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Founded in 1904 and headquartered in Farmington Hills, Michigan, USA, the American Concrete Institute is a leading authority and resource worldwide for the development, dissemination, and adoption of its consensus-based standards, technical resources, educational programs, and proven expertise for individuals and organizations involved in concrete design, construction, and materials, who share a commitment to pursuing the best use of concrete.
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Home > Publications > International Concrete Abstracts Portal
The International Concrete Abstracts Portal is an ACI led collaboration with leading technical organizations from within the international concrete industry and offers the most comprehensive collection of published concrete abstracts.
Title: Mechanical Connections of Reinforcing Bars
Author(s): ACI Committee 439
Publication: Structural Journal
Appears on pages(s): 222-237
Keywords: bolted connections; connections; couplers; dowels; sleeves; reinforced concrete; reinforcing steels; splicing; Design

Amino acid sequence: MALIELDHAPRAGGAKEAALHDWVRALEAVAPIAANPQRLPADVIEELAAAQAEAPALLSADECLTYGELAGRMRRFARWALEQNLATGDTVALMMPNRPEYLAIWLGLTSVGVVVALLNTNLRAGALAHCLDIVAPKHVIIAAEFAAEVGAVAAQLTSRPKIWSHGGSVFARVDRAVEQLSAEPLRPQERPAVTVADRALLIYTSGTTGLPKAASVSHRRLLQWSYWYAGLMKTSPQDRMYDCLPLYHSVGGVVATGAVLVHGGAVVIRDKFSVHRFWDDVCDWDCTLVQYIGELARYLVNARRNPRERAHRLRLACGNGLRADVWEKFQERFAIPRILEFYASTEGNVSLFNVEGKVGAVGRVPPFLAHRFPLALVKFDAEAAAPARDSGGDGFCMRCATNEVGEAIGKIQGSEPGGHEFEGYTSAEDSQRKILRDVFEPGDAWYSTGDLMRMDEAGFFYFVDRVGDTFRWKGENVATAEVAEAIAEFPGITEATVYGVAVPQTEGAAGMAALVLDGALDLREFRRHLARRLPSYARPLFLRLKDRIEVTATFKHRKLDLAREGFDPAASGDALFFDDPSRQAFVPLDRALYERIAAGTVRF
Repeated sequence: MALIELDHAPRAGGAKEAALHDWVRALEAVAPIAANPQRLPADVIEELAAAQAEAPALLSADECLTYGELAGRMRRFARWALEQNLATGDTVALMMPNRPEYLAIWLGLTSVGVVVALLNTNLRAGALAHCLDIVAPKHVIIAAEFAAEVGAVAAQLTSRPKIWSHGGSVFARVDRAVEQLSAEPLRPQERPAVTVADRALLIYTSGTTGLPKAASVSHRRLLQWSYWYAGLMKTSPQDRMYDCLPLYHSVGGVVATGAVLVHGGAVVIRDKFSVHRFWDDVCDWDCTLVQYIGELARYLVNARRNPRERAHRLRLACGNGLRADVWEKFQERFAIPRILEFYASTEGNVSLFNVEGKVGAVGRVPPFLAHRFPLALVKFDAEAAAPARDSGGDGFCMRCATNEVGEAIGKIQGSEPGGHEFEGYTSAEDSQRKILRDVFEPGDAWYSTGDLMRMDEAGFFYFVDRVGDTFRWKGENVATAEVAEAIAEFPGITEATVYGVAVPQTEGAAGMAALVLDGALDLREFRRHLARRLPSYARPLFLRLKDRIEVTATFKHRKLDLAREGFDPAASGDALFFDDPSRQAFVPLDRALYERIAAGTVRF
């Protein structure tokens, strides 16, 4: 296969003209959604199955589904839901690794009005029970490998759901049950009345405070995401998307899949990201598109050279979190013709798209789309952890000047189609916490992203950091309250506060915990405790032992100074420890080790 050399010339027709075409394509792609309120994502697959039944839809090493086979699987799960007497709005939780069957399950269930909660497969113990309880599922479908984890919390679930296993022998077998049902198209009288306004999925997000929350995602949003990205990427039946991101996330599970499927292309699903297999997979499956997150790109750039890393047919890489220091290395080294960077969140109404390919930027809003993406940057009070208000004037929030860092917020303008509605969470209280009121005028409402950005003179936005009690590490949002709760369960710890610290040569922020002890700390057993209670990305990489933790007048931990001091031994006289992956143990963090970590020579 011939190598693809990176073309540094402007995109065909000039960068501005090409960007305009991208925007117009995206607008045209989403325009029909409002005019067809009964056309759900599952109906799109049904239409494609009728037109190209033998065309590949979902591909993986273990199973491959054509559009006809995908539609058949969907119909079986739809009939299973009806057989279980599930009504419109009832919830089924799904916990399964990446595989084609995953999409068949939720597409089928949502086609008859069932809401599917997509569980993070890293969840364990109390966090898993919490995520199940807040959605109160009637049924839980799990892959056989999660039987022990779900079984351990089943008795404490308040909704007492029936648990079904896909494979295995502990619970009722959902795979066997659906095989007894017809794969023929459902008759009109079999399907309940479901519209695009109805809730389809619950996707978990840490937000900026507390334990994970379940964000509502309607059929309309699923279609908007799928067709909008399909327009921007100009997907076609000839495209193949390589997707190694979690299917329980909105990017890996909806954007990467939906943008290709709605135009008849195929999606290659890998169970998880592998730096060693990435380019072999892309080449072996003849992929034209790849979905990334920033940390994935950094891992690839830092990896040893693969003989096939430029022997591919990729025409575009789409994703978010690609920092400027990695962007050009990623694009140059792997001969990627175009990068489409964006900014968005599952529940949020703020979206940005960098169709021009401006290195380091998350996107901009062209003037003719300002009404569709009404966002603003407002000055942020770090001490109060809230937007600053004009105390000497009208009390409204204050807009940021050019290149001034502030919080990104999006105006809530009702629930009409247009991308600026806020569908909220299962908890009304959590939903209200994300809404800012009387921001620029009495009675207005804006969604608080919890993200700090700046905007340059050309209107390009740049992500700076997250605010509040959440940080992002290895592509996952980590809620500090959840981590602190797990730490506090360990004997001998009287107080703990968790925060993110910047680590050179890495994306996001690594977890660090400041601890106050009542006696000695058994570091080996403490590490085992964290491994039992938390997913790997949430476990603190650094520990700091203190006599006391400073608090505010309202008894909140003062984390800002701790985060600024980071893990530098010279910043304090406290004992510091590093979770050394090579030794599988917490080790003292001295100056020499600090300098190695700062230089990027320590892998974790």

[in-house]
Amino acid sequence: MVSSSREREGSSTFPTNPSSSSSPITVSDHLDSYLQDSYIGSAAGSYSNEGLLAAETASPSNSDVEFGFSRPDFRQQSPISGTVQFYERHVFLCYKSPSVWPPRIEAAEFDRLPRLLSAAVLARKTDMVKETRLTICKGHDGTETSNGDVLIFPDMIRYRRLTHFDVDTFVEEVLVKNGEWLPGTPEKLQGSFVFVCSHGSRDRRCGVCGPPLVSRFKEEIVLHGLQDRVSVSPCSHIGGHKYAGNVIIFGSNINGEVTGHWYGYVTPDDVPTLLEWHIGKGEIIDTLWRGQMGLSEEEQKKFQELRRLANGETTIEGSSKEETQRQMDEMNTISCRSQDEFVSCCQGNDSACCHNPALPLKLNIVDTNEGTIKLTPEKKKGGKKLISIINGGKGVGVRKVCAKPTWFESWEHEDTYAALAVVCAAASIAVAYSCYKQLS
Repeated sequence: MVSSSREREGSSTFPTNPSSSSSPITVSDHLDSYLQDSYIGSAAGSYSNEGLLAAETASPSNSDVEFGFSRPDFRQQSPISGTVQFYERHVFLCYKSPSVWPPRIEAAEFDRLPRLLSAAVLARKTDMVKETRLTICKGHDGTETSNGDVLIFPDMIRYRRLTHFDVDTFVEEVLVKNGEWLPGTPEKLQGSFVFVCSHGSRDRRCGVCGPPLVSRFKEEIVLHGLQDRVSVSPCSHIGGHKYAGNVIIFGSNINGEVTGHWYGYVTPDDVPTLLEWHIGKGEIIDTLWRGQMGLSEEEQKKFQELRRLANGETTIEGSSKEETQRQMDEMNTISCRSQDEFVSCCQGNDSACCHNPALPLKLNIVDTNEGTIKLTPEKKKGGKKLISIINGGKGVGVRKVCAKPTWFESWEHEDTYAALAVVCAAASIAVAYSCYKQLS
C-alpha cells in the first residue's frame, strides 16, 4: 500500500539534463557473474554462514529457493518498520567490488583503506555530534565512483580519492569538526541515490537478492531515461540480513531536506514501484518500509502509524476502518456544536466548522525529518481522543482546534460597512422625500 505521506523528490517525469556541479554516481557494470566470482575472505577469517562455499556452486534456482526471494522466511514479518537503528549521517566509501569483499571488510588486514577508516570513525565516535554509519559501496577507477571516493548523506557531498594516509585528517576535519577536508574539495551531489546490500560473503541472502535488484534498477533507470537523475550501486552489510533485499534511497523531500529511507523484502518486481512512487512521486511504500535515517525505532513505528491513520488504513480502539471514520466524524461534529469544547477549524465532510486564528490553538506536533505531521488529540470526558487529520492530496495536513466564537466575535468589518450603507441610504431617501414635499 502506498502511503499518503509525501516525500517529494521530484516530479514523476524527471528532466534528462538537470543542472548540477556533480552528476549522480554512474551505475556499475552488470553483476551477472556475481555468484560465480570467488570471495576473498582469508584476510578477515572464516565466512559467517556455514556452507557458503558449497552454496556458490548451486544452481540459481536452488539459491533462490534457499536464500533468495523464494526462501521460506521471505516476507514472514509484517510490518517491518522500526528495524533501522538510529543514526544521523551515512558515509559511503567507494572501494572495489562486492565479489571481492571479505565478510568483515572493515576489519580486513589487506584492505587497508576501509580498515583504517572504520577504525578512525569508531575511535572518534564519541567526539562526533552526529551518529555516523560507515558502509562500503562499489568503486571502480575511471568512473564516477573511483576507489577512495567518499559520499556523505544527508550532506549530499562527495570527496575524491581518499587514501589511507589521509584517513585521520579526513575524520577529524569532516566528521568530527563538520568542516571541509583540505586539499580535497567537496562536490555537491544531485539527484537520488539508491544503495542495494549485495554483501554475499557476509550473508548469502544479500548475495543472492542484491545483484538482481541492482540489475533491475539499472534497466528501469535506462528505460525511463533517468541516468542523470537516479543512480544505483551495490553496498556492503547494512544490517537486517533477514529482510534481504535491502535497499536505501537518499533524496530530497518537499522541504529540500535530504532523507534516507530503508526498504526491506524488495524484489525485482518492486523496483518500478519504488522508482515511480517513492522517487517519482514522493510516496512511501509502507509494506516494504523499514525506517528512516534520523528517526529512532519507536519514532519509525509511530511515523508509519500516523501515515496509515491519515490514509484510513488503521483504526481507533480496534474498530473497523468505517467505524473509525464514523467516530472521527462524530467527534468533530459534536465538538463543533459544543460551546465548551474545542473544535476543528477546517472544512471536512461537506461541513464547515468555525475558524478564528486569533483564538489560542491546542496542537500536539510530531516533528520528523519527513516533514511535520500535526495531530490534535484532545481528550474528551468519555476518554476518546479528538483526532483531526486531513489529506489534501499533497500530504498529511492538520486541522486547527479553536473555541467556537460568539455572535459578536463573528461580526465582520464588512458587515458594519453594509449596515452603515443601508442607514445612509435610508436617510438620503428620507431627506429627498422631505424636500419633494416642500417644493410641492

Abstract:Properly designed splices are a key element in any well-executed design. The lap splice, when conditions permit and when it will satisfy all requirements, is generally the most common method for splicing reinforcing bars. However, when lap splices are undesirable or impractical, or when their use is not permitted by the design code or specification, mechanical or welded connections should be used to splice the reinforcing bars. The objective of this report is to provide engineers and contractors with basic information about mechanical connections and the types of proprietary mechanical connection devices currently available, but not to state conditions of acceptance, or to endorse or rate a particular mechanical connection device over another. These mechanical connection devices are proprietary, and the information herein provided by the connector manufacturers has been compiled, but none of the information has been specifically verified by this committee. Consequently, the relative merits of the different mechanical connection devices are neither noted nor compared. However, the information given is useful, because it is not presently available elsewhere in such an assembled and detailed format. An attempt was made to include all the mechanical connection devices generally commercially available in North America at the time the report was written. However, it must be realized that some devices new in the market may not be included, merely due to ignorance of their existence at the time of writing. Reasons to use mechanical connections are discussed, as well as various engineering considerations that must be made when specifying mechanical connections, such as the need to avoid notch effects in seismic joints that could result in the bar rupturing at one location before it yields generally elsewhere. Mechanical connection devices are described in terms of configuration, procedure for connecting, clearance requirements, and other characteristics. Illustrations of the various mechanical connection devices are included.
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